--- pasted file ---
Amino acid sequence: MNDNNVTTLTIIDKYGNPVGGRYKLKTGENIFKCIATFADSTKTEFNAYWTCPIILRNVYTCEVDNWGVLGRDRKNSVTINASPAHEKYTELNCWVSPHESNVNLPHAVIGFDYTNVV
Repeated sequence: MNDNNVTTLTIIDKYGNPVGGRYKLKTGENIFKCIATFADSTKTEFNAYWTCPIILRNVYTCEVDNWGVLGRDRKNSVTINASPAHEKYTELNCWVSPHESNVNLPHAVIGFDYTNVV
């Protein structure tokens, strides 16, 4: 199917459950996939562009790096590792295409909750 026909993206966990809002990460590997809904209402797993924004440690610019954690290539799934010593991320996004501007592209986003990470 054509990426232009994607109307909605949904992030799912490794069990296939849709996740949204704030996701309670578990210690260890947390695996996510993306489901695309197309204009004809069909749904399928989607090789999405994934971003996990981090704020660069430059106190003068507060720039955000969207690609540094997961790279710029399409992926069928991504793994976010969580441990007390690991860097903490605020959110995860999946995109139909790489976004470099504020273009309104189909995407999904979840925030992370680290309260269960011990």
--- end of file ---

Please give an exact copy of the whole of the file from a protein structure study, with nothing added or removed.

Amino acid sequence: MNDNNVTTLTIIDKYGNPVGGRYKLKTGENIFKCIATFADSTKTEFNAYWTCPIILRNVYTCEVDNWGVLGRDRKNSVTINASPAHEKYTELNCWVSPHESNVNLPHAVIGFDYTNVV
Repeated sequence: MNDNNVTTLTIIDKYGNPVGGRYKLKTGENIFKCIATFADSTKTEFNAYWTCPIILRNVYTCEVDNWGVLGRDRKNSVTINASPAHEKYTELNCWVSPHESNVNLPHAVIGFDYTNVV
């Protein structure tokens, strides 16, 4: 199917459950996939562009790096590792295409909750 026909993206966990809002990460590997809904209402797993924004440690610019954690290539799934010593991320996004501007592209986003990470 054509990426232009994607109307909605949904992030799912490794069990296939849709996740949204704030996701309670578990210690260890947390695996996510993306489901695309197309204009004809069909749904399928989607090789999405994934971003996990981090704020660069430059106190003068507060720039955000969207690609540094997961790279710029399409992926069928991504793994976010969580441990007390690991860097903490605020959110995860999946995109139909790489976004470099504020273009309104189909995407999904979840925030992370680290309260269960011990």